Mennyms (A Book Review)

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This is the book I have really read, though I intend to acquire the rest.

Sylvia Waugh is a British writer of children’s books who has a lot in common with me.  She spent her career as a teacher of grammar.  In her late fifties she became a published author.  Her book series of the Mennyma is a charming fantasy adventure about dolls so loved by their owner, they actually come to life… and survive her…. and then have to make their way in a world that would be horrified by them and might easily seek to destroy them.

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Hopefully none of my dolls come to life after I croak. After years of collecting, they nearly outnumber humanity.

But rest assured, the dolls in this sweet-natured children’s book series would never prove evil.  The books are more fantasy-comedy than horror story.  In fact, they are impossibly far away from horror.

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The original book.

Joshua Mennym is the head of a family of life-size rag dolls.  He pretends to be a middle-aged man.  He generally keeps his distance from the general public, because, up close, his basic rag-doll-ness would stand revealed.  Rag dolls are not supposed to walk and talk, let alone have families and live in a home of their own.   His wife is Vinetta Mennym, also a rag doll.  Together they are parents to the ten-year old twins, Poopie, the boy, and Wimpey, the girl.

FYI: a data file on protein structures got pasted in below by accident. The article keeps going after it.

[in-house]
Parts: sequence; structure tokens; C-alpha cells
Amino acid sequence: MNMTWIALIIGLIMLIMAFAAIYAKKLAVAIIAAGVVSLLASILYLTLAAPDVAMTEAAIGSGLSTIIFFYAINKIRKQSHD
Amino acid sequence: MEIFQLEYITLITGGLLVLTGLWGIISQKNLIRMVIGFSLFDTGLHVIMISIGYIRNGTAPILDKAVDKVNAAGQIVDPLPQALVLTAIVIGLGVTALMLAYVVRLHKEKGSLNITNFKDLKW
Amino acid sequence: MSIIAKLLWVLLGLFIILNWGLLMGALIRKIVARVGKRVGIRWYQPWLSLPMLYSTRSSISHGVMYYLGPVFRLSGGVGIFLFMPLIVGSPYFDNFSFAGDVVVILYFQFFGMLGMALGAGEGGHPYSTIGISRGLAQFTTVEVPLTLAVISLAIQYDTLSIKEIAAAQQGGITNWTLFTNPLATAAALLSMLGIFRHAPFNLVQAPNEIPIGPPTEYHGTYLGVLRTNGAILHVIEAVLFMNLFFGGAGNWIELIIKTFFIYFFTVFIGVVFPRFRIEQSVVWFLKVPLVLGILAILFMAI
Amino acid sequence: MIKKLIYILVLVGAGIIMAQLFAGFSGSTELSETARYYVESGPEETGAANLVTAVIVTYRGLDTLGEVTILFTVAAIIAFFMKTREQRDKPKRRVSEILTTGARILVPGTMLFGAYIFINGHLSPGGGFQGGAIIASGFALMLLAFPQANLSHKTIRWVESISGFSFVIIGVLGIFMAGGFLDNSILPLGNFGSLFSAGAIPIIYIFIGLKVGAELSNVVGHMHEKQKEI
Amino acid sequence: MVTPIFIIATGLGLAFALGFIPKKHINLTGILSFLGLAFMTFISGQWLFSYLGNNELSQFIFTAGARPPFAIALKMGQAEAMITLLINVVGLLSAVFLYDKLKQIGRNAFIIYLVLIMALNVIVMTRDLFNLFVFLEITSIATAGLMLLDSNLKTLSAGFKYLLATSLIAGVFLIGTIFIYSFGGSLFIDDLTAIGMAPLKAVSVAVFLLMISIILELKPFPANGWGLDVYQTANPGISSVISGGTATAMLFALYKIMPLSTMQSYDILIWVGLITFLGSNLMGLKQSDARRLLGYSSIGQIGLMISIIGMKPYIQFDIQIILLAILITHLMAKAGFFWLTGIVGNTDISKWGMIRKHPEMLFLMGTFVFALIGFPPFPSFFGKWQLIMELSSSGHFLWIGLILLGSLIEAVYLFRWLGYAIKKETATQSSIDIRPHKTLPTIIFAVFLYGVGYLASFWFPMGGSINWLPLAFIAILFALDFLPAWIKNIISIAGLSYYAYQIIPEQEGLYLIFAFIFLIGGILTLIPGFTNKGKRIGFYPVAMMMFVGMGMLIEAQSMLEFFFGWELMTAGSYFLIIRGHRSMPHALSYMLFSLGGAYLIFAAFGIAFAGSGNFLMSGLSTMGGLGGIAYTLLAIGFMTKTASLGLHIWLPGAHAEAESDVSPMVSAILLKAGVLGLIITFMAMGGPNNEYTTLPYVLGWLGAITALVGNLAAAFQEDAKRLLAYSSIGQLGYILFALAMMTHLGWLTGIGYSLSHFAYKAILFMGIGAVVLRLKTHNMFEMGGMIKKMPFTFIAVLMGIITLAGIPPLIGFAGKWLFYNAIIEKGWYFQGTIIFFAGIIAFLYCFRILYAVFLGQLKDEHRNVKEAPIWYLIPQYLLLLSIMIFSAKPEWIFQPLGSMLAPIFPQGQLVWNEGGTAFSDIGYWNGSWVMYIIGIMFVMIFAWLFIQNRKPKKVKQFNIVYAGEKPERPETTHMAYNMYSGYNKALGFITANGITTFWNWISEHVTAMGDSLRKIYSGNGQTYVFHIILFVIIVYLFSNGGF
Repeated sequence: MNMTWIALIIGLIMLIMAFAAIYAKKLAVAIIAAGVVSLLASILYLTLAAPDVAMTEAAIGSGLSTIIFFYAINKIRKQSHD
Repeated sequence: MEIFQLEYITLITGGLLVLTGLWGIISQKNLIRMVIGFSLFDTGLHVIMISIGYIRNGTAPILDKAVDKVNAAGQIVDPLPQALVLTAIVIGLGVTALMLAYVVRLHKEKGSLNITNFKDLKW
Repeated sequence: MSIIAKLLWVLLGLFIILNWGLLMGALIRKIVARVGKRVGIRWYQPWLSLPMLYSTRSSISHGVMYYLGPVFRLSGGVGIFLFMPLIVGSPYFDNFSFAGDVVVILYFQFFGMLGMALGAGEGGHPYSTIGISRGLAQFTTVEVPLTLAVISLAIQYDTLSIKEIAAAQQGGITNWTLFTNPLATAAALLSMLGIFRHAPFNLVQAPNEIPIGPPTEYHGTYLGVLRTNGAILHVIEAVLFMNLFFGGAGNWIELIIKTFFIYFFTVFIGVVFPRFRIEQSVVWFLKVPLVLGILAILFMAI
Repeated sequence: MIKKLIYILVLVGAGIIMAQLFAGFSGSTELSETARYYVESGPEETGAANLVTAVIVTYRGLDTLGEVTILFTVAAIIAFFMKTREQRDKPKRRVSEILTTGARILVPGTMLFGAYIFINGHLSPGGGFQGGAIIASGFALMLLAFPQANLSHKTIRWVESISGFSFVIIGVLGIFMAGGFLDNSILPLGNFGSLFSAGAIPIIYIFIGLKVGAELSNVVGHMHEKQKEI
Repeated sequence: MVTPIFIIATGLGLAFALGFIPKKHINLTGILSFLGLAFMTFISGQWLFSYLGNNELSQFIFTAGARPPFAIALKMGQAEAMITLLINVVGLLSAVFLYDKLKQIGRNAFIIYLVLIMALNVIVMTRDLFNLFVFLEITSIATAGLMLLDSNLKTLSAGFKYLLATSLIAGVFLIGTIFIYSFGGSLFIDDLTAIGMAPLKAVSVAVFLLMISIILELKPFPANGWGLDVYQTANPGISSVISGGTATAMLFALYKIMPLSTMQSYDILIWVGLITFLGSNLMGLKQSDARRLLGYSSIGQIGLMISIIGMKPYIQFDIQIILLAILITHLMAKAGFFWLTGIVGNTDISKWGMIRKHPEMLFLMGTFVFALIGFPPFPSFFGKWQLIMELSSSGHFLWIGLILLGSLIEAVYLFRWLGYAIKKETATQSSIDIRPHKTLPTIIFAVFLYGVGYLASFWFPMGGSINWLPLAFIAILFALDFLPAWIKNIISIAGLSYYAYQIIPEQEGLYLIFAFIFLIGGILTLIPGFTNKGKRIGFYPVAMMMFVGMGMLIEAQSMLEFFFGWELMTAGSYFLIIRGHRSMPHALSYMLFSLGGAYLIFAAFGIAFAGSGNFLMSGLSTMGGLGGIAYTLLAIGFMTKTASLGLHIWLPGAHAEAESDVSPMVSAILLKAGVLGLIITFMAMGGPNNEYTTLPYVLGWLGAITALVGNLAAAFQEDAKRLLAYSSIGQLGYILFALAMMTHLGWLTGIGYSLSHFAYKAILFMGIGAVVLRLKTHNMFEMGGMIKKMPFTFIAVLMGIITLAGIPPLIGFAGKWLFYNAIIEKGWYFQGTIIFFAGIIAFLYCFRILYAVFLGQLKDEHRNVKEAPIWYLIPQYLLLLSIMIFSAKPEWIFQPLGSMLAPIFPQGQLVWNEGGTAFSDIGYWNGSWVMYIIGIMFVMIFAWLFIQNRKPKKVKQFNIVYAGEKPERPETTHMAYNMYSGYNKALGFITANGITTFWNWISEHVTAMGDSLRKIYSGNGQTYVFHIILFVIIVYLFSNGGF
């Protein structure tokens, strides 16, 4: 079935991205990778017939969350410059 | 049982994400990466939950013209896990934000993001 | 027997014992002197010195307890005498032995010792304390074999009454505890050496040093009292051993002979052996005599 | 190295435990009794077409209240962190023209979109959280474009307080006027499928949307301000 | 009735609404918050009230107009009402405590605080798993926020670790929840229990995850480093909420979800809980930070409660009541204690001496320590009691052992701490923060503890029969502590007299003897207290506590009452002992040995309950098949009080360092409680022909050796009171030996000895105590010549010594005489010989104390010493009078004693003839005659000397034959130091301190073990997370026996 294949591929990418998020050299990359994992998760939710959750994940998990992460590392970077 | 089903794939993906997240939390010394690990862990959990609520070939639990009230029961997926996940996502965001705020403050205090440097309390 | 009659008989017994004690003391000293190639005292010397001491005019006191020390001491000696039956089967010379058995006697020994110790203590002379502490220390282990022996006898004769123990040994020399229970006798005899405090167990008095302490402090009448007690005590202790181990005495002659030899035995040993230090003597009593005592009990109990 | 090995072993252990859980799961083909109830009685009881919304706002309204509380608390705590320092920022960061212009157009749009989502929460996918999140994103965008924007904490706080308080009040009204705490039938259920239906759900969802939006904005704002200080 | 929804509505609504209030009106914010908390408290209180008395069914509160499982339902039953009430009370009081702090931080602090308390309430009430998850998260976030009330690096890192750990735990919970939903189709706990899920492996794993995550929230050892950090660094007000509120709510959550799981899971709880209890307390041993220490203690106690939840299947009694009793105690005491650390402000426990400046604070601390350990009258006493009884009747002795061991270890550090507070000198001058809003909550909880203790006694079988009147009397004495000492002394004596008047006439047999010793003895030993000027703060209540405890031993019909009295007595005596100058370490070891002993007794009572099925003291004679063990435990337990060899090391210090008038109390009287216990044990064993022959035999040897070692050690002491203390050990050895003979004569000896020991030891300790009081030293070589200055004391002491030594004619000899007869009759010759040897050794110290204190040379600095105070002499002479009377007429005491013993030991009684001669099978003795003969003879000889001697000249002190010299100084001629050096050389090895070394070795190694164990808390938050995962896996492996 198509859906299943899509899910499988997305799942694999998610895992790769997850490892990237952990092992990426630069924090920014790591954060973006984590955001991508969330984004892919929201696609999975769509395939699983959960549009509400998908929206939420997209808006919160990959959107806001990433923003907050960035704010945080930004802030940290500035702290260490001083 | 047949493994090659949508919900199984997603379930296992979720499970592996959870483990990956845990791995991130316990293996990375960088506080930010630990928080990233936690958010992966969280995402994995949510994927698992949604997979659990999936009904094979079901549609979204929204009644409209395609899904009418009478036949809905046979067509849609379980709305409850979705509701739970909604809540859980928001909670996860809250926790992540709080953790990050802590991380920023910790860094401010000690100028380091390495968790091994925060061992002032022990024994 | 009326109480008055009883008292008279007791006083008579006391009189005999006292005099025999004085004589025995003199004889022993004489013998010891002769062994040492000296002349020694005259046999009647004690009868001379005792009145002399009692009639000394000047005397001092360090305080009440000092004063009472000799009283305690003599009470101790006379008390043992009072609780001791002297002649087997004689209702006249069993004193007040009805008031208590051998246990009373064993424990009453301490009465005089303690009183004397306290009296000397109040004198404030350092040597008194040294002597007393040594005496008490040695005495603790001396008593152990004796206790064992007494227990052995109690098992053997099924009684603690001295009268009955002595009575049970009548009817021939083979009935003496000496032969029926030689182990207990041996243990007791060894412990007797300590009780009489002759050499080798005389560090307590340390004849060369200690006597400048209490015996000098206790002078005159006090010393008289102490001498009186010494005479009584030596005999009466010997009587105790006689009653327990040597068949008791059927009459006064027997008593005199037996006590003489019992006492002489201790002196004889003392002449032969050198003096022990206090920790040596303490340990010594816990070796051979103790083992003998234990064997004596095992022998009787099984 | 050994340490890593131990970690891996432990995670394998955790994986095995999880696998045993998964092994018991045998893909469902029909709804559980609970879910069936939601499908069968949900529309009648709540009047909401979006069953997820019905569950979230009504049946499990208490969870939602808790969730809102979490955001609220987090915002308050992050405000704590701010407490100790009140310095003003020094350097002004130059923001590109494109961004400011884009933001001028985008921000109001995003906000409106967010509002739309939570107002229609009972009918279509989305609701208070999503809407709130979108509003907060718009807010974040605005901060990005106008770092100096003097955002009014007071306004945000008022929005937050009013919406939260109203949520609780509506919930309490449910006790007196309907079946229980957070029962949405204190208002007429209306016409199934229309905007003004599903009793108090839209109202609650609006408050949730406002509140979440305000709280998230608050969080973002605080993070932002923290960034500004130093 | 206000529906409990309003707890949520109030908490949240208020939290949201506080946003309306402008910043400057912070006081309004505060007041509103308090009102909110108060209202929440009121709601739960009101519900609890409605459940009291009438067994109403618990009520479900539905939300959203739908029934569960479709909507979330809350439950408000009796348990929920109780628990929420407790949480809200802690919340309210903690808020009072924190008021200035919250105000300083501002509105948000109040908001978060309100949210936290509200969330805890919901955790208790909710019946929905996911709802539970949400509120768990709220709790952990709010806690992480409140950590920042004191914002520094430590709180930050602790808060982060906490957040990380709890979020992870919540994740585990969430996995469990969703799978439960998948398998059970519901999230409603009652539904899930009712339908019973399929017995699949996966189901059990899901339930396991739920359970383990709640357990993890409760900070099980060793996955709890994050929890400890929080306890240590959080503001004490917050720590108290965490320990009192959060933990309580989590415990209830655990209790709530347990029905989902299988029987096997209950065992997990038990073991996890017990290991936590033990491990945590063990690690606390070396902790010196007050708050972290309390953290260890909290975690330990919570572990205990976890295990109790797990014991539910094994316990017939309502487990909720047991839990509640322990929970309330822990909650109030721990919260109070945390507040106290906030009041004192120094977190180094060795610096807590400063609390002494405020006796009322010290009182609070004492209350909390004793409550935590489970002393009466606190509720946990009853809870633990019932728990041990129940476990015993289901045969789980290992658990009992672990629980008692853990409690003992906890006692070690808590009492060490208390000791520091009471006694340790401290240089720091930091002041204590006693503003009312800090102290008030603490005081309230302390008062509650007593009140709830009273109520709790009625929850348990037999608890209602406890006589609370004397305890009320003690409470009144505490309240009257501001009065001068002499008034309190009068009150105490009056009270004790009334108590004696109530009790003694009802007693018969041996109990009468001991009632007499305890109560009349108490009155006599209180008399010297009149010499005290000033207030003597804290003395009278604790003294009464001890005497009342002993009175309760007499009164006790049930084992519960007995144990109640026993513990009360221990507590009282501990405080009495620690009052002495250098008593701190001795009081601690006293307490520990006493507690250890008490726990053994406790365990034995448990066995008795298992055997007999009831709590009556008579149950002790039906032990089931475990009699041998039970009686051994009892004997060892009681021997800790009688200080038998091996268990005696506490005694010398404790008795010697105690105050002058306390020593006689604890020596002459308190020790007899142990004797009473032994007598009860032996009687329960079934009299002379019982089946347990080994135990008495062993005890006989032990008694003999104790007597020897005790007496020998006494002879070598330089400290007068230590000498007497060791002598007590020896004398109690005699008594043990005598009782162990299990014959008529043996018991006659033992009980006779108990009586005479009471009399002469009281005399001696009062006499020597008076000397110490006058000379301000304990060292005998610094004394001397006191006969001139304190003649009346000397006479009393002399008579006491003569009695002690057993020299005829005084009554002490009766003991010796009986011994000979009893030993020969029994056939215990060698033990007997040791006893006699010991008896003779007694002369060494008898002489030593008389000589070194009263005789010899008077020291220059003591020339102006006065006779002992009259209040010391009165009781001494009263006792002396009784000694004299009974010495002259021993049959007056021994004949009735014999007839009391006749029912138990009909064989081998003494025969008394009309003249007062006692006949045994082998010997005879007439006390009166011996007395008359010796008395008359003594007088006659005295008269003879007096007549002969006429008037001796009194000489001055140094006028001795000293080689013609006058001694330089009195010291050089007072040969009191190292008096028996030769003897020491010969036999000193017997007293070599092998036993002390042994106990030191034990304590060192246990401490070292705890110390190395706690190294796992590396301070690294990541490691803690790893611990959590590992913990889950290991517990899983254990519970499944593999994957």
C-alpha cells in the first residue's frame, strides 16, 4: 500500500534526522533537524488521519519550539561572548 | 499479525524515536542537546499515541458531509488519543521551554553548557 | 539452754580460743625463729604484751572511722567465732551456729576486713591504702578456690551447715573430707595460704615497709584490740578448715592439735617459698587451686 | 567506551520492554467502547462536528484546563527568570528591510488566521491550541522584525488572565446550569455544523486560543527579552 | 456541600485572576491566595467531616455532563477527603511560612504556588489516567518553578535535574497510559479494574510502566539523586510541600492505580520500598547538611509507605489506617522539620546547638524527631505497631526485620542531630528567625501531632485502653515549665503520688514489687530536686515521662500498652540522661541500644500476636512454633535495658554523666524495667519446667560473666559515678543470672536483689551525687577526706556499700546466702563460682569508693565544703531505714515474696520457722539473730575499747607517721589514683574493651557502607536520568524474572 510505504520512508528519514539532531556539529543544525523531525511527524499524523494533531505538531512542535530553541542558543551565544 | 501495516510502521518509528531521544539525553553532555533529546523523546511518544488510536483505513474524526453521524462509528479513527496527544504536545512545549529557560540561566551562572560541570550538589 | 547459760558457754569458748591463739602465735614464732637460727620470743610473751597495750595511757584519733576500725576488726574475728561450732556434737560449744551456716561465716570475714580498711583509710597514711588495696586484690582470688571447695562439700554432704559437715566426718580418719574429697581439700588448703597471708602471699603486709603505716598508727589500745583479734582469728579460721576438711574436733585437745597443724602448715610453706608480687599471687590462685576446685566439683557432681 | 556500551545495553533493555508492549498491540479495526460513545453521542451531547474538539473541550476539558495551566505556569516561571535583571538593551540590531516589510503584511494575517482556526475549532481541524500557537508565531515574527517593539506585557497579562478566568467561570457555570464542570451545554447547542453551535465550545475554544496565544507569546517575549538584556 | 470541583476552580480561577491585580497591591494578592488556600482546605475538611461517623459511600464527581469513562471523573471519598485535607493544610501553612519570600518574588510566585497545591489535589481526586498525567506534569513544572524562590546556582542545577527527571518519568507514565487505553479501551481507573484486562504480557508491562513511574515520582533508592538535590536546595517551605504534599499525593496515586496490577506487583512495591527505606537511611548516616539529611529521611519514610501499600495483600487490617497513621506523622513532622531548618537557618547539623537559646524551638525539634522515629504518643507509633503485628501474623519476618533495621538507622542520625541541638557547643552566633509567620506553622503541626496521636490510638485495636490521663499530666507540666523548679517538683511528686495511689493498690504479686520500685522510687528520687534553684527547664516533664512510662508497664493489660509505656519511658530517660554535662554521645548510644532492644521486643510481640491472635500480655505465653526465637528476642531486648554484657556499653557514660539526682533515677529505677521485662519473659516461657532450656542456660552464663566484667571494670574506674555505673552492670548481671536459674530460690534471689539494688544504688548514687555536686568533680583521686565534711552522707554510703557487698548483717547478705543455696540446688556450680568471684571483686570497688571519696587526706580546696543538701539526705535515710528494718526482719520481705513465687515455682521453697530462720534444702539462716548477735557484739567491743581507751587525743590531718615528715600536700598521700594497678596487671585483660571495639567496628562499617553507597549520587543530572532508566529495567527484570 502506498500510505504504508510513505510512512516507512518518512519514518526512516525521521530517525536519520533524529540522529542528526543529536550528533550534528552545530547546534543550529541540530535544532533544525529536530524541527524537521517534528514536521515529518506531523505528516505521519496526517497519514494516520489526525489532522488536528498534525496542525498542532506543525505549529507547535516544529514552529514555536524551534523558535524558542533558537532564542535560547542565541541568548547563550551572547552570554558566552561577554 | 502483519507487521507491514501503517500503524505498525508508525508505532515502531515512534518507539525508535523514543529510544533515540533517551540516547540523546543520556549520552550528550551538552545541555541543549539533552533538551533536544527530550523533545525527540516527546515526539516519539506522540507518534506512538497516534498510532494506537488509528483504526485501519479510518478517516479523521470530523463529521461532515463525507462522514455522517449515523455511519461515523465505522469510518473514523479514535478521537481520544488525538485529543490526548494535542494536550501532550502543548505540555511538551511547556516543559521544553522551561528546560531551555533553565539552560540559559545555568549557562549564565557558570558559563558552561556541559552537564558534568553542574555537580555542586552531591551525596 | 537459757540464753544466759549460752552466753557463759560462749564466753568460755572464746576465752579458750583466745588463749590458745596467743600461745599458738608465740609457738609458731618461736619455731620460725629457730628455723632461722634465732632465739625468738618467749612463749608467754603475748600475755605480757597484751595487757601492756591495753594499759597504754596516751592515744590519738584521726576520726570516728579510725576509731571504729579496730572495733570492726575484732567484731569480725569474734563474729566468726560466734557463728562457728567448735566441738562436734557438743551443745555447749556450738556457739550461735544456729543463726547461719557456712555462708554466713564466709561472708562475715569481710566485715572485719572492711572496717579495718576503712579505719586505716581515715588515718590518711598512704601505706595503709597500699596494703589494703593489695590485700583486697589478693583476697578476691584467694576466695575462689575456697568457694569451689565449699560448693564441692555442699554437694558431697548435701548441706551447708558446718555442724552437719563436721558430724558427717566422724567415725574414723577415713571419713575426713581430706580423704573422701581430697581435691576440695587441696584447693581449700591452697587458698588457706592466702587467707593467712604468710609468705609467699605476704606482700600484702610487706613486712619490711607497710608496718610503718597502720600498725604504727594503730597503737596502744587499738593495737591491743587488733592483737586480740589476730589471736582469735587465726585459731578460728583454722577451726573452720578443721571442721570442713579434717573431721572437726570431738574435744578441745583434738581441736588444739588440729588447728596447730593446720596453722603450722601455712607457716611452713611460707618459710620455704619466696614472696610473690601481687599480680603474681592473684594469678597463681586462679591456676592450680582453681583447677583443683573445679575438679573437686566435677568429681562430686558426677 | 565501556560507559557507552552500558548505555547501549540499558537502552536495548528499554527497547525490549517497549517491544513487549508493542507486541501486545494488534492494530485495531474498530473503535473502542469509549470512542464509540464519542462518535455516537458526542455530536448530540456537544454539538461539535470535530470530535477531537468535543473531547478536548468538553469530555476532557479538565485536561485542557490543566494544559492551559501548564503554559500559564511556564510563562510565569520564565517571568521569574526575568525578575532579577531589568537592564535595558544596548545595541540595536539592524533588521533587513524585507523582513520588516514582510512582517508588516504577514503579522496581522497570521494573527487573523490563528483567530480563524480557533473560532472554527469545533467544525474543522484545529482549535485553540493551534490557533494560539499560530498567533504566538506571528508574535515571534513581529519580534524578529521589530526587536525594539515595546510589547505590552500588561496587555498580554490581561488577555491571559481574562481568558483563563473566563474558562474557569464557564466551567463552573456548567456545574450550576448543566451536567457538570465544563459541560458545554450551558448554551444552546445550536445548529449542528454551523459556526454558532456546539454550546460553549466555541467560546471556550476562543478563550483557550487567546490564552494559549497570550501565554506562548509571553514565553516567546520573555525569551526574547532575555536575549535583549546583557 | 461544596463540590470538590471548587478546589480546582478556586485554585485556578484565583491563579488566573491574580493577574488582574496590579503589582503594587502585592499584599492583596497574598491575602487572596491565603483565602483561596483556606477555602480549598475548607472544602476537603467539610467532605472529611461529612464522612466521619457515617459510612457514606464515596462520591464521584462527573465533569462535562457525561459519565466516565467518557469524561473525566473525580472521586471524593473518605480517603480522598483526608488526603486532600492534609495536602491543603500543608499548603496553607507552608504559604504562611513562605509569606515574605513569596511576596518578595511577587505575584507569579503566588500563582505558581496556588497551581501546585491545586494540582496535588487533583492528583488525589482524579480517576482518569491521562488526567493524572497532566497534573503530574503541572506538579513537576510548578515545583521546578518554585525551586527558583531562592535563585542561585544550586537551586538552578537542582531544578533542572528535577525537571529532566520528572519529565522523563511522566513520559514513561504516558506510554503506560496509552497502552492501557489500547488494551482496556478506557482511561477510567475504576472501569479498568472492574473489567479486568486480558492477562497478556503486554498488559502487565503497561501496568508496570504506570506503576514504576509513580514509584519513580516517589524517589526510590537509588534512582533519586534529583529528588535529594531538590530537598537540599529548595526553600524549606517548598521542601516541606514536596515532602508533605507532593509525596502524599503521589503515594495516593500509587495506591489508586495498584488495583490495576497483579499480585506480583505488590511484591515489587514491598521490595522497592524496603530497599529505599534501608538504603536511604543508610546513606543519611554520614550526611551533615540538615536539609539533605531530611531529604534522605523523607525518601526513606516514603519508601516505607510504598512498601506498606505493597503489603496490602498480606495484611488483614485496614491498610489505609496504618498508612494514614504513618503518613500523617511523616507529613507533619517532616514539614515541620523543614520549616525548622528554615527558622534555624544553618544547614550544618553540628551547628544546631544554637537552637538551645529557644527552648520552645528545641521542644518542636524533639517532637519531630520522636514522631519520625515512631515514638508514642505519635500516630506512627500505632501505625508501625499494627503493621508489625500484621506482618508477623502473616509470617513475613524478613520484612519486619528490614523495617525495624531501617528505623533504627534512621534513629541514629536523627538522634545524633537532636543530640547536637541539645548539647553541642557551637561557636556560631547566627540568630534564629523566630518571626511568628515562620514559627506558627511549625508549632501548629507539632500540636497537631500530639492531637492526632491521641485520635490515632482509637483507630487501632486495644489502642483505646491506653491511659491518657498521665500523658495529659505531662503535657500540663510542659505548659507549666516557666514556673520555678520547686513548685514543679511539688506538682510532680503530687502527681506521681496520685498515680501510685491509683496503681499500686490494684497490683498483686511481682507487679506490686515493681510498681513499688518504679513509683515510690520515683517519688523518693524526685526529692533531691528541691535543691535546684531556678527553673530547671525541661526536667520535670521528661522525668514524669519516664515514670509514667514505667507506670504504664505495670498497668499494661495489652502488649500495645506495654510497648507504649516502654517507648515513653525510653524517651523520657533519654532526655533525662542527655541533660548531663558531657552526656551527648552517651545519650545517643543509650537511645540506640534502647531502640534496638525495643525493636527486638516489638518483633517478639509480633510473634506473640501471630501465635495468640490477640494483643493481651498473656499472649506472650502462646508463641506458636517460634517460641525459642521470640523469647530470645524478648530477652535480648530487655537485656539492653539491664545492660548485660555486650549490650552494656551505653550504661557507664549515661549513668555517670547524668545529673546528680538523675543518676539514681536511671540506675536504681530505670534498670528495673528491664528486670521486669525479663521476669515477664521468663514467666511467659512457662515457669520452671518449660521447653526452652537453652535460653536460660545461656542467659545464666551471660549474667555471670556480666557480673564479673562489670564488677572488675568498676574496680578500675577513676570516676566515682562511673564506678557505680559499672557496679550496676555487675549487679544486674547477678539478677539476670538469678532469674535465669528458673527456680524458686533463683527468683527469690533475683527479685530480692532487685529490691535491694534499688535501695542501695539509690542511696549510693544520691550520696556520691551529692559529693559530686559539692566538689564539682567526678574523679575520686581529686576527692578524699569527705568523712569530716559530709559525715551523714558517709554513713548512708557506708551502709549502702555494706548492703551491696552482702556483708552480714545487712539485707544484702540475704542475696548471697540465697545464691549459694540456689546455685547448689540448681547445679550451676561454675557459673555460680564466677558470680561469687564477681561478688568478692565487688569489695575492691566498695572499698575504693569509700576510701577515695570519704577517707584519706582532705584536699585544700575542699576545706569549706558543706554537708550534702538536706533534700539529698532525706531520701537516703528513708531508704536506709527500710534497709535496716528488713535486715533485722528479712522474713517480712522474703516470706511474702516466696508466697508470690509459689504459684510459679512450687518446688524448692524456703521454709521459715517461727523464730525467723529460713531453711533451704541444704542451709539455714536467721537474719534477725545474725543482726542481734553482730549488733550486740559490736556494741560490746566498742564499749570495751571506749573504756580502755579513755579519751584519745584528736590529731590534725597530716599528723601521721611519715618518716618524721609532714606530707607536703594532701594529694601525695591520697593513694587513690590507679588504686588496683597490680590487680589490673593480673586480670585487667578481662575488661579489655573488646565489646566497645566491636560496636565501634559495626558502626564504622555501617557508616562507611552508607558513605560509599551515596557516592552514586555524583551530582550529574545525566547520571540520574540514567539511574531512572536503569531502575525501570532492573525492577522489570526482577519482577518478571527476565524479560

The teenage twins are Pilbeam and Soobie.  Pilbeam is the girl and constant companion of the elder teenage sister, Appleby.  Soobie is the boy and  blue.  Why their former owner, Kate Penshaw, made him with a blue head and blue feet and blue hands is a mystery both to the Mennyyms and to me.   It causes him to be the one most likely to cause exposure of the family secret because even at a distance he does not look like a “real people” person.

Baby Googles is the smallest of the family, constantly cared for by the nanny, Miss Quigley, who is also considered a Mennym because she is also a doll.

Grandpa Magnus Mennym lives in the attic with Grandma and takes care of the household bills.  He writes scholarly works on the English Civil War and publishes them for a modest income which comes through the mail.  Granny Tulip is also relied upon for her wisdom and experience whenever a problem with keeping the family secret comes up.

Each book in the series contains a different adventure revolving around the realistic comedy generated by impossible people trying so hard to be real.  I absolutely love the adventures, even the ones I haven’t read yet.  And I know that the only way you could possibly love these books too is if you share my loony love of the fantastically impossible that turns out to be real.  After reading these books, I fully intend to keep a very close eye on my own doll collection.

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Filed under artists I admire, book review, doll collecting, good books, humor, imagination, old books

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